National Collegiate Alcohol Awareness Week: Best Practices for Supporting Students

October 17-21 is National Collegiate Alcohol Awareness Week. Held each year during the third week of October, the event aims to bring attention to issues posed by excessive drinking among college students. The topic is particularly relevant at this time of year, as most colleges' and universities' calendars are packed with football games, homecoming events, and Halloween, among other celebrations. 
When drinking on college campuses gets out of hand, the consequences can be serious. According to the 2015 National College Health Assessment released by the American College Health Association, in the year prior to being surveyed, 20.6 percent of students had unprotected sex, over 34 percent said they did something they regretted, and 29 percent forgot where they were or what they did while intoxicated. Over 20 percent of students reported having driven after drinking alcohol in the last 30 days prior to taking the survey.
Alcohol safety should be a priority year-round for colleges and universities, but this week is a helpful reminder to follow best practices on campus. Here are five things student conduct administrators can do to support students and help them stay safe and make smart decisions about alcohol.
1. Keep Open Communication with Student Leaders
Resident Assistants (RAs), presidents of fraternities and sororities on campus, student government members and other prominent students on campus can serve as invaluable liaisons to the student conduct office in spreading information about alcohol safety. It's important to keep an open line of communication and build relationships with these student leaders, who can reach the campus population on a peer-to-peer level.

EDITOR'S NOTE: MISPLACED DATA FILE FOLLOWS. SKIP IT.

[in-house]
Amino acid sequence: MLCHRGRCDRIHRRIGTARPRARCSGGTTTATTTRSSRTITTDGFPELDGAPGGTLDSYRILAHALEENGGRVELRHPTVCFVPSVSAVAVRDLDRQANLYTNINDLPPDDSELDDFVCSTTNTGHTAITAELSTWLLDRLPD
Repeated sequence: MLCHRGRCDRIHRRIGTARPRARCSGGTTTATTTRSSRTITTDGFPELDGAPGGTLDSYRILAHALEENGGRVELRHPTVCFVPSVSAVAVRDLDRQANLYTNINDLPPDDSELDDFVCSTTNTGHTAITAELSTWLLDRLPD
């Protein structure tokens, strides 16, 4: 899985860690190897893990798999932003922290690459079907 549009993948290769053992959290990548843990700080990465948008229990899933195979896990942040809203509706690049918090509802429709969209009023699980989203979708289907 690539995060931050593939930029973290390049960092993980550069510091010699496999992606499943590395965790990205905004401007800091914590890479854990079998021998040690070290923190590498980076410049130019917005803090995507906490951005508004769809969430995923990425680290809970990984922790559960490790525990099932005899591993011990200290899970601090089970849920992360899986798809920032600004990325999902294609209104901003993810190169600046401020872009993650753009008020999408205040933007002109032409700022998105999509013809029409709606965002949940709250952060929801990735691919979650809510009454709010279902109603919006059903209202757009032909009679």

2. Know Campus Policies About Drinking
When an incident involving alcohol does happen on campus, it's up to student conduct administrators to make sure that the right protocols and procedures are followed. It's important to know the school policies regarding everything from handling cases of underage drinking, to enforcing alcohol restrictions/limitations at Greek life events, to addressing incidents that may occur while students are intoxicated, such as sexual harassment or assault.
3. Help Create a Culture of Reporting
Alcohol safety is not just about teaching students how to take care of themselves, but how to look out for others as well. Alcohol awareness initiatives should include information about how to be a supportive bystander and step in when someone needs help. In order for students to feel comfortable stepping in — either by directly offering help, or reporting nefarious behavior to campus faculty — relies on building a culture where students feel safe speaking up, and feel a sense of responsibility to support their peers.
4. Remember to Look for Patterns and Shifts in Behavior
When a student violates a rule of conduct regarding alcohol, it may be a one-time problem that can be handled by simply administering the intervention set in place by school policy. However, it's also important to look for patterns and shifts in behavior. Depending on the student and the circumstances surrounding the incident, the individual's behavior may be an indicator of a larger problem that should be monitored or investigated further.
5. Teach Students How to Deal with Stress in a Healthy Way
Today's typical college student experiences a lot of stress. In fact, last year, 85 percent of college students reported feeling overwhelmed by their responsibilities and approximately half of students said they have experienced incapacitating levels of stress. For some students, these feelings can be a big motivator for excessive drinking. National Collegiate Alcohol Awareness week is a good time to re-circulate information on healthy coping mechanisms for stress and remind students of the mental health resources that are available to them on campus. 
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